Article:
Home prices climbed last year to their highest annual point since the bubble.

The Case-Shiller 20-city index, released on Tuesday by S&P Dow Jones Indices showed that the value of residential real estate rose 6.8 percent in December comparing to the previous year.

“It is the biggest yearly gain that we had in several years,” said Nathaniel Karp, chief economist for BBVA Compass.  “The biggest jump since 2006.”

Recovery in the labor market, low interest rates, a tight housing supply  and the new residential sales growth — 19.9 percent above the 2011 figure, according to the U.S. Census Bureau — contributed to the biggest rise in home prices since June 2006.

In addition, the number of building permits increased 30.3 percent from the previous year’s figures, indicating the growth in demand for homes.  Economists explain that despite the number of “underwater” mortgages (the value of the house is less then the amount owed) and stricter mortgage regulations, the residential housing market shows signs of sustainable improvement. Private investors have become more confident and started entering the market.

“People realized that prices were relatively low,” said Michael Feroli, chief economist for JP Morgan Chase.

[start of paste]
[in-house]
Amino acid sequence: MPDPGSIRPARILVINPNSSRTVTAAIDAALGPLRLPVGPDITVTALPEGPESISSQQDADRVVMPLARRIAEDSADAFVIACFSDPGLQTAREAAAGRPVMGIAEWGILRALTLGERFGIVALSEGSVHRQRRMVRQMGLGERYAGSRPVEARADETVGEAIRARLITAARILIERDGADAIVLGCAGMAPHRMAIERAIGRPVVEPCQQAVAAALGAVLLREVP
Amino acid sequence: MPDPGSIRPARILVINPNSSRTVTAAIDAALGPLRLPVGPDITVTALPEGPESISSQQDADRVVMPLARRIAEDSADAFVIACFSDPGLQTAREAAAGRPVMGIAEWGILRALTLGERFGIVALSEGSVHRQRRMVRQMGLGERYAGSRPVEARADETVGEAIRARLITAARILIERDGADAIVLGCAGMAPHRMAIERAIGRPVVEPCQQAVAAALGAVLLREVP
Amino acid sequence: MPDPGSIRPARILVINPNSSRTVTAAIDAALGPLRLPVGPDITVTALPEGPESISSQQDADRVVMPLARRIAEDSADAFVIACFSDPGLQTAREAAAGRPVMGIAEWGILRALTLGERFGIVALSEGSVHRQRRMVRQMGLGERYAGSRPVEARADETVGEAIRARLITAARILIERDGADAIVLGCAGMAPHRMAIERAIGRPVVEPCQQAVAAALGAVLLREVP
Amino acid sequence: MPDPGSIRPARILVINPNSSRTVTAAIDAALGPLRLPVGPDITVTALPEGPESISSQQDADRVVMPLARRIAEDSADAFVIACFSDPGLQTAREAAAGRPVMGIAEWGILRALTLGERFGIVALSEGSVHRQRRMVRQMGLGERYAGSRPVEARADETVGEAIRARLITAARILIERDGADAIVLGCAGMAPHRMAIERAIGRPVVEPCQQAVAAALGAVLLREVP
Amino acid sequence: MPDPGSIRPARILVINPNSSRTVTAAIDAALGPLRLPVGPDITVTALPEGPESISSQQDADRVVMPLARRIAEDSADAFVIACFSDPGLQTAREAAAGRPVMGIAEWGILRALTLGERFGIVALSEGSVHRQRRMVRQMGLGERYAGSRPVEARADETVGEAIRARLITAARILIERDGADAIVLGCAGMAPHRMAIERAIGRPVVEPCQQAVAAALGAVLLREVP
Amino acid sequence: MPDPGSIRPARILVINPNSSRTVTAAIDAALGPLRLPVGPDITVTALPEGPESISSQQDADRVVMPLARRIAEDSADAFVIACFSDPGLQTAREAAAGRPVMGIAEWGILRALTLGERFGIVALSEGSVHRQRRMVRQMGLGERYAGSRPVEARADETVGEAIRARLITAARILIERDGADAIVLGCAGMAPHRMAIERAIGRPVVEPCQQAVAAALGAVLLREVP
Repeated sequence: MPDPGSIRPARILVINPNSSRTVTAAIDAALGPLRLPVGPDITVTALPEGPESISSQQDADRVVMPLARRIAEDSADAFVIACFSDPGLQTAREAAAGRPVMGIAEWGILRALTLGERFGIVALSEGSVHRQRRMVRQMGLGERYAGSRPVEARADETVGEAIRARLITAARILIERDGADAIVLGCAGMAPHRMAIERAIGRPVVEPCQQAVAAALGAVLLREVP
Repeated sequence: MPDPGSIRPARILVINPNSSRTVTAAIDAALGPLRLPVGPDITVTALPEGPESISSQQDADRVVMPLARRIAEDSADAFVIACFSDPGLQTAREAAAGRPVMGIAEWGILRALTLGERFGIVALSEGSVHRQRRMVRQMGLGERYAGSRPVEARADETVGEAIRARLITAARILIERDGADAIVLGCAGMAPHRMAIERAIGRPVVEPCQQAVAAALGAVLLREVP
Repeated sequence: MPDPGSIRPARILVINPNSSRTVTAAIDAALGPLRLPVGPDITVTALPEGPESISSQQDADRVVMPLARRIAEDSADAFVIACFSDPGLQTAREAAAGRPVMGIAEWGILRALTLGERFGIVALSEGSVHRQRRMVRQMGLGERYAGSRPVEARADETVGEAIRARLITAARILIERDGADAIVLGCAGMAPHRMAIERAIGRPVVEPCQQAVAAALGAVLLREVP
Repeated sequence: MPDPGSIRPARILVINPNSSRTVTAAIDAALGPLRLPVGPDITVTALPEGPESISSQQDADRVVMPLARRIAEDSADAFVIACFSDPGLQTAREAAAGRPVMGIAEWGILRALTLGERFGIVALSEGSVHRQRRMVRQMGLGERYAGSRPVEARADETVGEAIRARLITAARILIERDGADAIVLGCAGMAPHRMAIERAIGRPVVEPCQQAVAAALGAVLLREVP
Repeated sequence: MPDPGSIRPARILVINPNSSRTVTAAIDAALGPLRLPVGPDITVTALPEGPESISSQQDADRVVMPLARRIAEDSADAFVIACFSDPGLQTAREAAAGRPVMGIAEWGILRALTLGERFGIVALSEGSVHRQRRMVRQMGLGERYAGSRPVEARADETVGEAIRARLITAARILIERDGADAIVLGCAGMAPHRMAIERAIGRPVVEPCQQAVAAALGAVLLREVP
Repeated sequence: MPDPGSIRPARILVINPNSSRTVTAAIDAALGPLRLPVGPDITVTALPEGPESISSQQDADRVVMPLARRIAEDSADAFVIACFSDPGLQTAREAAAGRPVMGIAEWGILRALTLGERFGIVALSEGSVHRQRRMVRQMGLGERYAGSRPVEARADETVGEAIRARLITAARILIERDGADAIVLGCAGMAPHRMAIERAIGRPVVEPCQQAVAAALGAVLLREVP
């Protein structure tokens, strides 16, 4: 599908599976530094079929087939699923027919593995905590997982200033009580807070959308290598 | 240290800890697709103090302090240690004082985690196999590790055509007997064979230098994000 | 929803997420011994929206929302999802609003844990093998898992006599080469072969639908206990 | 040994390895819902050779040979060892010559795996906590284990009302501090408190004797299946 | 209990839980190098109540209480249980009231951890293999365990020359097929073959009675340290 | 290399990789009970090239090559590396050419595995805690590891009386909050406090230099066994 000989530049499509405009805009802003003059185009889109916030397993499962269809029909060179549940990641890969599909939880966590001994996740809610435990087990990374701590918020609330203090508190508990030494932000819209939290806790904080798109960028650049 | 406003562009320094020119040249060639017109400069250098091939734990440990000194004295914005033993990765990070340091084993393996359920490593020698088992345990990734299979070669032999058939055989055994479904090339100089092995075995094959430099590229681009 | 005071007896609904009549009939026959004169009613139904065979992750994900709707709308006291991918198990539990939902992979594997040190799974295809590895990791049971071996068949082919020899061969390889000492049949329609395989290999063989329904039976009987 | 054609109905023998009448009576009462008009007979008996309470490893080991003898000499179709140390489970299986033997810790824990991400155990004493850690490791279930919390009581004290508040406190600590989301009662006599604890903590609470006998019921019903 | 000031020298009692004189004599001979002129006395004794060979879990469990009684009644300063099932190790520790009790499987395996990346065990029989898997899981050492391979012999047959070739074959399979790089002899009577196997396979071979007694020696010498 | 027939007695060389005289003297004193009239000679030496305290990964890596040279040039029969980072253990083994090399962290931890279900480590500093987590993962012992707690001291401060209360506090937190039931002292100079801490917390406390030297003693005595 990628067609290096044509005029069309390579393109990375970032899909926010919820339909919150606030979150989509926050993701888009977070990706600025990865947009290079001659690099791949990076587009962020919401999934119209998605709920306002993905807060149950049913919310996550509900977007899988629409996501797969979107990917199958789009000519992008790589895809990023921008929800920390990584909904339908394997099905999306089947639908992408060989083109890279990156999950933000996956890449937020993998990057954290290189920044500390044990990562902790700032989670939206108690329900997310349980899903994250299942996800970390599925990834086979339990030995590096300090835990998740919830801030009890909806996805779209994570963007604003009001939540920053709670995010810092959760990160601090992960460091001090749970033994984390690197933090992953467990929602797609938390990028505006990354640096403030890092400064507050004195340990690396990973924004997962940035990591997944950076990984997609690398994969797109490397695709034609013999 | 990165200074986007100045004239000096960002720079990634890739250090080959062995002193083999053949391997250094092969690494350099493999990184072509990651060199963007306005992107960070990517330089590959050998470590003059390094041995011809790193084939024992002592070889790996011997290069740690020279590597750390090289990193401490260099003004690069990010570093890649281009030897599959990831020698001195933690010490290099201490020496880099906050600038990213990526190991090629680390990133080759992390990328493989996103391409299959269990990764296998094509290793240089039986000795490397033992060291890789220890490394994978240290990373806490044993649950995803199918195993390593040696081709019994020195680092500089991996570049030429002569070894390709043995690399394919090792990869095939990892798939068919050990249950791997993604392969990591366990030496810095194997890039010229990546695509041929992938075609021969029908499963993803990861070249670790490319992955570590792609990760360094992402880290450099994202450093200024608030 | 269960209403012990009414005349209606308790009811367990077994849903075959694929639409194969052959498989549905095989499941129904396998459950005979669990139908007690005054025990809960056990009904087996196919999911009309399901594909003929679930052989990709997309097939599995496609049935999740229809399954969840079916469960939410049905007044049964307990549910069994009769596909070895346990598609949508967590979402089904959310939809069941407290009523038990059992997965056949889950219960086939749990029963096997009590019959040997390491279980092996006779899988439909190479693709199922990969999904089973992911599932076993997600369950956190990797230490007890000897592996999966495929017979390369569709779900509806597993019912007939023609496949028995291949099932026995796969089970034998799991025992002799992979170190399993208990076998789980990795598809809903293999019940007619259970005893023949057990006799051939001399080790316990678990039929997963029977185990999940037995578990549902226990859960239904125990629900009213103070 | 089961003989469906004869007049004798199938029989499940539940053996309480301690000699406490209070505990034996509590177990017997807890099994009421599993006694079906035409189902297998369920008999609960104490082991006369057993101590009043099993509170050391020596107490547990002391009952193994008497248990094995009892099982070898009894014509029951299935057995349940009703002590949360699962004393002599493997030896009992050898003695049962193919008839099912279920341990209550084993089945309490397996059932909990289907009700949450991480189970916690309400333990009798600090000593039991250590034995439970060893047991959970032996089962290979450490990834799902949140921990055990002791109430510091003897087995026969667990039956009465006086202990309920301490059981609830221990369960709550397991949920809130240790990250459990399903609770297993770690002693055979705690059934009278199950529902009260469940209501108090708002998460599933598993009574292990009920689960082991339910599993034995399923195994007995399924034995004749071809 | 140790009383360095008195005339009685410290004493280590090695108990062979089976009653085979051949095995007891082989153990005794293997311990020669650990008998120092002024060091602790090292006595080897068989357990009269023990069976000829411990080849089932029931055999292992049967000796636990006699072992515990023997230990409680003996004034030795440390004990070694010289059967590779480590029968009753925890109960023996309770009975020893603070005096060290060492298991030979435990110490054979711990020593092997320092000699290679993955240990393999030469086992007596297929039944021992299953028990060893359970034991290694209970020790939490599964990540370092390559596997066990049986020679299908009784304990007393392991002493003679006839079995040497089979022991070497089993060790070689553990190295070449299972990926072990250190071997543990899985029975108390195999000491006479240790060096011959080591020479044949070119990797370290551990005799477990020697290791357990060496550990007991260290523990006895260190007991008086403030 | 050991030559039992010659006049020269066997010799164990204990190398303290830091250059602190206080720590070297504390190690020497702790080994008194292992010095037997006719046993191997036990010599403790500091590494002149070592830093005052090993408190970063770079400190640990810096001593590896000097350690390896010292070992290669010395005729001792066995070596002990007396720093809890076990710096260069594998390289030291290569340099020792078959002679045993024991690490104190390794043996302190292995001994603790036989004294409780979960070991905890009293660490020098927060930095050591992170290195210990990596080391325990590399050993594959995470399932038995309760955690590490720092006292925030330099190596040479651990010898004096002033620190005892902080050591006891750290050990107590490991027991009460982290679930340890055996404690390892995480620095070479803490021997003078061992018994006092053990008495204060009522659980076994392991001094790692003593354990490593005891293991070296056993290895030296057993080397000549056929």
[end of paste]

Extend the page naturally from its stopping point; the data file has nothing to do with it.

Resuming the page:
The graph shows seasonally adjusted monthly index changes in 2011-12.

Home prices rose in the nation’s 19 biggest cities. Detroit and Atlanta recorded the biggest annual gains, 13.6 percent and 9.9 percent since January 1991. Dallas, Denver and Minneapolis showed their largest year-over-year increases since 2001. And the year’s biggest gainer, Phoenix, presented eight consecutive months of annual growth, climbing 23 percent up in 2012.

“The consecutive price growth provides the assurance, confidence, to the average household that the recovery is real, even if it is moderate,” said Karp. “We start seeing the light at the end of the tunnel for some of the cities.”

Only New York City’s residential market stood out with a slight annual decline—0.5 percent last year.

“Sales haven’t been progressing because getting a mortgage is difficult,” said Lwane Shivachi, a real estate associate at the Level Group in New York. “Home prices are going down a little bit, but the market is strong.”

Real estate is a very local market, constrained by local conditions and different trends across the nation, but economists predict that overall home prices will continue rising in 2013 regardless of the expiration of the payroll tax cut, additional taxation for wealthiest or the upcoming sequester.

“It should affect growth in the first part of the year,” said Thomas Julien, an economist at Natixis North America LLC. ”It will affect the household a bit but won’t reverse the improving trend.”

Feroli said he expected prices to increase by 4 percent in 2013.